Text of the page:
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Publish Date: 
Monday, August 4, 2014
Crain's New York Business

Why would anyone want to limit the number of visitors from Brazil, Israel, Poland and other U.S.-friendly countries with hordes of wealthy travelers eager to spend their money here?

Surprisingly, these nations—along with Argentina, Bulgaria, Croatia, Panama, Romania and Uruguay—are not among the 38 that can send tourists and businesspeople here for up to 90 days without a visa.

Some politicians in the U.S. fear that visitors from these countries would stay longer than permitted, creating a security risk, and therefore should be required to get visas. Imagine a mall trying to deter loitering by locking its doors and forcing each shopper to apply for entry.

New York City hospitality businesses have joined a national tourism-industry effort to persuade Congress to pass legislation tweaking the Visa Waiver Program's admissions criteria. It would sweep in the aforementioned nine nations by virtue of their visa applicants' rejection rates, which are low but just above the current threshold.
The bill would particularly benefit New York: The city is a favorite destination of foreigners, who account for more than 20% of our 50 million-plus annual visitors and an outsize 50% of their spending. Brazil is the Big Apple's second-largest overseas feeder market. And 18% of international travelers to the U.S. arrive in New York first. Deep-pocketed South Americans are not desperate to visit Dubuque.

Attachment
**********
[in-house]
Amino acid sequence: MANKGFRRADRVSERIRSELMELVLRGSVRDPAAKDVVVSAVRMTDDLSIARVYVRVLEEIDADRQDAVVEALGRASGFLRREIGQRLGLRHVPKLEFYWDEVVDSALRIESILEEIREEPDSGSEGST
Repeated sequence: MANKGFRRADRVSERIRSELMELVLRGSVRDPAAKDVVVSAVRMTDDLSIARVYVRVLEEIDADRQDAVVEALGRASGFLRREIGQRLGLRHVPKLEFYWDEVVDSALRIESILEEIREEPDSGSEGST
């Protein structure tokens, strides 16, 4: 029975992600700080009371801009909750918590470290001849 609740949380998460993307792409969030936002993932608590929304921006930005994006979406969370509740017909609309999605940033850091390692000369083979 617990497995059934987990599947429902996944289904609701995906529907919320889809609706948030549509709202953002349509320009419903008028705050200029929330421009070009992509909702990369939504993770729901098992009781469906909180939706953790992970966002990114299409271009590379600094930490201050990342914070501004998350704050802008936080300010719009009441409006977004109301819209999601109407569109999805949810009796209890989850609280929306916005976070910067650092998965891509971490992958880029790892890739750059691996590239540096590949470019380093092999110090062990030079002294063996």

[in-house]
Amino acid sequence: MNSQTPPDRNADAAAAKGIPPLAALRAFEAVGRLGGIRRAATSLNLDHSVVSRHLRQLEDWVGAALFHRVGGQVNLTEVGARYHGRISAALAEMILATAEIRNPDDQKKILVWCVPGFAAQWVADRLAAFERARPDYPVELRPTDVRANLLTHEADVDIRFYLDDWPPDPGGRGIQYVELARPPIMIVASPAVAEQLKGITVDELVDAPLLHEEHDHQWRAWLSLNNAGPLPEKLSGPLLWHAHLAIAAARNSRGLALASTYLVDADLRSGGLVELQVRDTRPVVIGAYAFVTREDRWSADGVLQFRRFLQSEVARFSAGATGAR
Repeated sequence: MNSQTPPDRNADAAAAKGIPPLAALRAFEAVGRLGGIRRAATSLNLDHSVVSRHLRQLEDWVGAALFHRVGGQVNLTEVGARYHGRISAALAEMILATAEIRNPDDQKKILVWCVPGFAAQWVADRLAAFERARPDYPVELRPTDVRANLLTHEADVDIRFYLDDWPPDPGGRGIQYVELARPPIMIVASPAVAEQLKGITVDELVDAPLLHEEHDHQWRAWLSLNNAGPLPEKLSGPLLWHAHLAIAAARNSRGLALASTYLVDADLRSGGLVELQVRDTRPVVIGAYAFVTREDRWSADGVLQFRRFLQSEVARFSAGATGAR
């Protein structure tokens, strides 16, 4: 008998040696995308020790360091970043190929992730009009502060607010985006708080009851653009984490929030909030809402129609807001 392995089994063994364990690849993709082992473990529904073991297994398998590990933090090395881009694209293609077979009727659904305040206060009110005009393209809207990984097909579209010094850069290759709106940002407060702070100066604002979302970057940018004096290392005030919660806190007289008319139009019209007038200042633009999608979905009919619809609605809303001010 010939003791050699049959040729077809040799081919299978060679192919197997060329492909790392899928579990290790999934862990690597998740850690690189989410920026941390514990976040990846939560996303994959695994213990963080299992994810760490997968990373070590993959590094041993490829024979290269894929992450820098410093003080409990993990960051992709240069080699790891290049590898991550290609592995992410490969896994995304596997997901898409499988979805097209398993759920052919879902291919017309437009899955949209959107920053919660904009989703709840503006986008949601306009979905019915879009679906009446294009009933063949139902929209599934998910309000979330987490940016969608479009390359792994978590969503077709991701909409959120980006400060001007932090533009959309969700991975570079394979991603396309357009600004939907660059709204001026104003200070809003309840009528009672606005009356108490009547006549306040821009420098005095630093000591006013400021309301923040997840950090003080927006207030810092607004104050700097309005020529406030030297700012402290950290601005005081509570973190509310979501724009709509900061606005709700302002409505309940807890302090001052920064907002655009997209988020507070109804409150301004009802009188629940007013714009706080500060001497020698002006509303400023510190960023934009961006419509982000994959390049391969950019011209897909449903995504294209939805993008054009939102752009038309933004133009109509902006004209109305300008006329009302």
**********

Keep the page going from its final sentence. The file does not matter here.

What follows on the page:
But the legislation, called the Jolt Act, would certainly help the national economy as well. It would trigger an estimated 600,000 annual visits and create 42,000 jobs, according to the U.S. Travel Association. The nations that would get visa-waiver status are close allies of the U.S. and have security measures in place on par with countries already in the program.

The Senate has passed the bill, but in the House it is tied to comprehensive immigration reform, which Republicans have declared dead for this year. Some House members have said the Jolt Act must be accompanied by a system that scans fingerprints or retinas of people entering and exiting the country. But there is no funding to create such a system, and some conservative groups oppose the use of biometric technology. The screening-system demand is either a congressional poison pill or an excuse for inaction.

However, there is a chance that the Jolt Act will be included in an appropriations bill, which would provide political cover for immigrant-phobic representatives. That's a promising path to passage this year, and probably the only one. Congress should take it.